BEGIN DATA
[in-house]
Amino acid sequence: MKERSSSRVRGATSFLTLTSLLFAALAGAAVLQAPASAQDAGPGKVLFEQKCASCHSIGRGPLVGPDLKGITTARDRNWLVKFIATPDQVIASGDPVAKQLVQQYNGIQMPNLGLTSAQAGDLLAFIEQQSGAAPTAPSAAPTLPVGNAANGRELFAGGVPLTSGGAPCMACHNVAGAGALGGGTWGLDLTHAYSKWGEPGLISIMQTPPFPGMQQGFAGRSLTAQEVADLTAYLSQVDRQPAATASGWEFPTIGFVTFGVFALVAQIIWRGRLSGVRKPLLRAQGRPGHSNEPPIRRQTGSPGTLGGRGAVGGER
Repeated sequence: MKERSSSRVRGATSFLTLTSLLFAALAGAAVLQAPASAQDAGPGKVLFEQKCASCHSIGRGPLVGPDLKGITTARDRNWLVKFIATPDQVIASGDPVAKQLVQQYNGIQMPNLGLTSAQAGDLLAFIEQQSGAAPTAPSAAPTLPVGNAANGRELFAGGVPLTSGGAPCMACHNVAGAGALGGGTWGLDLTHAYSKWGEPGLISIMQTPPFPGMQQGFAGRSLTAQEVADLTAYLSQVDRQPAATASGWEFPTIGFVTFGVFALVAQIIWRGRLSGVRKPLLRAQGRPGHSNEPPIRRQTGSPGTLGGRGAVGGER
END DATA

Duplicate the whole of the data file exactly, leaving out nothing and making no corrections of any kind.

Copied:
[in-house]
Amino acid sequence: MKERSSSRVRGATSFLTLTSLLFAALAGAAVLQAPASAQDAGPGKVLFEQKCASCHSIGRGPLVGPDLKGITTARDRNWLVKFIATPDQVIASGDPVAKQLVQQYNGIQMPNLGLTSAQAGDLLAFIEQQSGAAPTAPSAAPTLPVGNAANGRELFAGGVPLTSGGAPCMACHNVAGAGALGGGTWGLDLTHAYSKWGEPGLISIMQTPPFPGMQQGFAGRSLTAQEVADLTAYLSQVDRQPAATASGWEFPTIGFVTFGVFALVAQIIWRGRLSGVRKPLLRAQGRPGHSNEPPIRRQTGSPGTLGGRGAVGGER
Repeated sequence: MKERSSSRVRGATSFLTLTSLLFAALAGAAVLQAPASAQDAGPGKVLFEQKCASCHSIGRGPLVGPDLKGITTARDRNWLVKFIATPDQVIASGDPVAKQLVQQYNGIQMPNLGLTSAQAGDLLAFIEQQSGAAPTAPSAAPTLPVGNAANGRELFAGGVPLTSGGAPCMACHNVAGAGALGGGTWGLDLTHAYSKWGEPGLISIMQTPPFPGMQQGFAGRSLTAQEVADLTAYLSQVDRQPAATASGWEFPTIGFVTFGVFALVAQIIWRGRLSGVRKPLLRAQGRPGHSNEPPIRRQTGSPGTLGGRGAVGGER